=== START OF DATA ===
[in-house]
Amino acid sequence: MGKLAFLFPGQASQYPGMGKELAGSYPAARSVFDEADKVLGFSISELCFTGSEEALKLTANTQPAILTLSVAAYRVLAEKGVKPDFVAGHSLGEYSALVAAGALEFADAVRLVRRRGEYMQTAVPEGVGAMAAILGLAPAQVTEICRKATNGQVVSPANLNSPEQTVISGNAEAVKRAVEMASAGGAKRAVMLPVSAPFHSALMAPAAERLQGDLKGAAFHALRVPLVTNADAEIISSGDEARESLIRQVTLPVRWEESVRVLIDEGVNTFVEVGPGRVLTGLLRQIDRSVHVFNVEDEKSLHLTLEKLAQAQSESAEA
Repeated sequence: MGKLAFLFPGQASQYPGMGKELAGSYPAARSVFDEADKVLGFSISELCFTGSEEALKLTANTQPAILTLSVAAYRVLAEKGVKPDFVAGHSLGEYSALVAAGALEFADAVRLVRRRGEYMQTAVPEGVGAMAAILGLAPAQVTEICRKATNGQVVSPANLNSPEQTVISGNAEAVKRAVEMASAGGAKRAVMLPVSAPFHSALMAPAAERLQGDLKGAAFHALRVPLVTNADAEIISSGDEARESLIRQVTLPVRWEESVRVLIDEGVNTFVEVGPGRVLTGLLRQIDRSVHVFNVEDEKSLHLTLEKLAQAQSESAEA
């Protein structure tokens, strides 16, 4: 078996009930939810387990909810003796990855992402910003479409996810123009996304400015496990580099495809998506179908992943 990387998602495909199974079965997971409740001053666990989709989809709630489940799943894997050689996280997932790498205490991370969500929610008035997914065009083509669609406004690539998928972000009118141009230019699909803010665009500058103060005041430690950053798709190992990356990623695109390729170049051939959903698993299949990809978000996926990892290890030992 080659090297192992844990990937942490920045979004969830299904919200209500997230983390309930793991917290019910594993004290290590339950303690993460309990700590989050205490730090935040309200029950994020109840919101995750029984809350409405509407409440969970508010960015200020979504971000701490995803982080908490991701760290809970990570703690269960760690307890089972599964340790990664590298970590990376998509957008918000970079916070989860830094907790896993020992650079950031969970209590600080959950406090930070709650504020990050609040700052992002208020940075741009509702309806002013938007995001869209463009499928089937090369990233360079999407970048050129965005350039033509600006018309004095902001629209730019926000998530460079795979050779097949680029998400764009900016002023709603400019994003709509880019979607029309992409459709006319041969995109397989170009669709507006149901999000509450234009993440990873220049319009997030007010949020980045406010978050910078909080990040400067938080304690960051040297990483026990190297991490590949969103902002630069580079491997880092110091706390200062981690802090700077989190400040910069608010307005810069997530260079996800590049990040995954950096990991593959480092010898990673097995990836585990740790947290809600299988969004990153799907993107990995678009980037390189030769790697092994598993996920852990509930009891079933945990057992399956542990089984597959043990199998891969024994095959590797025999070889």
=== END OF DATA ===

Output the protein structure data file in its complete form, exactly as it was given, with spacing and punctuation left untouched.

[in-house]
Amino acid sequence: MGKLAFLFPGQASQYPGMGKELAGSYPAARSVFDEADKVLGFSISELCFTGSEEALKLTANTQPAILTLSVAAYRVLAEKGVKPDFVAGHSLGEYSALVAAGALEFADAVRLVRRRGEYMQTAVPEGVGAMAAILGLAPAQVTEICRKATNGQVVSPANLNSPEQTVISGNAEAVKRAVEMASAGGAKRAVMLPVSAPFHSALMAPAAERLQGDLKGAAFHALRVPLVTNADAEIISSGDEARESLIRQVTLPVRWEESVRVLIDEGVNTFVEVGPGRVLTGLLRQIDRSVHVFNVEDEKSLHLTLEKLAQAQSESAEA
Repeated sequence: MGKLAFLFPGQASQYPGMGKELAGSYPAARSVFDEADKVLGFSISELCFTGSEEALKLTANTQPAILTLSVAAYRVLAEKGVKPDFVAGHSLGEYSALVAAGALEFADAVRLVRRRGEYMQTAVPEGVGAMAAILGLAPAQVTEICRKATNGQVVSPANLNSPEQTVISGNAEAVKRAVEMASAGGAKRAVMLPVSAPFHSALMAPAAERLQGDLKGAAFHALRVPLVTNADAEIISSGDEARESLIRQVTLPVRWEESVRVLIDEGVNTFVEVGPGRVLTGLLRQIDRSVHVFNVEDEKSLHLTLEKLAQAQSESAEA
């Protein structure tokens, strides 16, 4: 078996009930939810387990909810003796990855992402910003479409996810123009996304400015496990580099495809998506179908992943 990387998602495909199974079965997971409740001053666990989709989809709630489940799943894997050689996280997932790498205490991370969500929610008035997914065009083509669609406004690539998928972000009118141009230019699909803010665009500058103060005041430690950053798709190992990356990623695109390729170049051939959903698993299949990809978000996926990892290890030992 080659090297192992844990990937942490920045979004969830299904919200209500997230983390309930793991917290019910594993004290290590339950303690993460309990700590989050205490730090935040309200029950994020109840919101995750029984809350409405509407409440969970508010960015200020979504971000701490995803982080908490991701760290809970990570703690269960760690307890089972599964340790990664590298970590990376998509957008918000970079916070989860830094907790896993020992650079950031969970209590600080959950406090930070709650504020990050609040700052992002208020940075741009509702309806002013938007995001869209463009499928089937090369990233360079999407970048050129965005350039033509600006018309004095902001629209730019926000998530460079795979050779097949680029998400764009900016002023709603400019994003709509880019979607029309992409459709006319041969995109397989170009669709507006149901999000509450234009993440990873220049319009997030007010949020980045406010978050910078909080990040400067938080304690960051040297990483026990190297991490590949969103902002630069580079491997880092110091706390200062981690802090700077989190400040910069608010307005810069997530260079996800590049990040995954950096990991593959480092010898990673097995990836585990740790947290809600299988969004990153799907993107990995678009980037390189030769790697092994598993996920852990509930009891079933945990057992399956542990089984597959043990199998891969024994095959590797025999070889």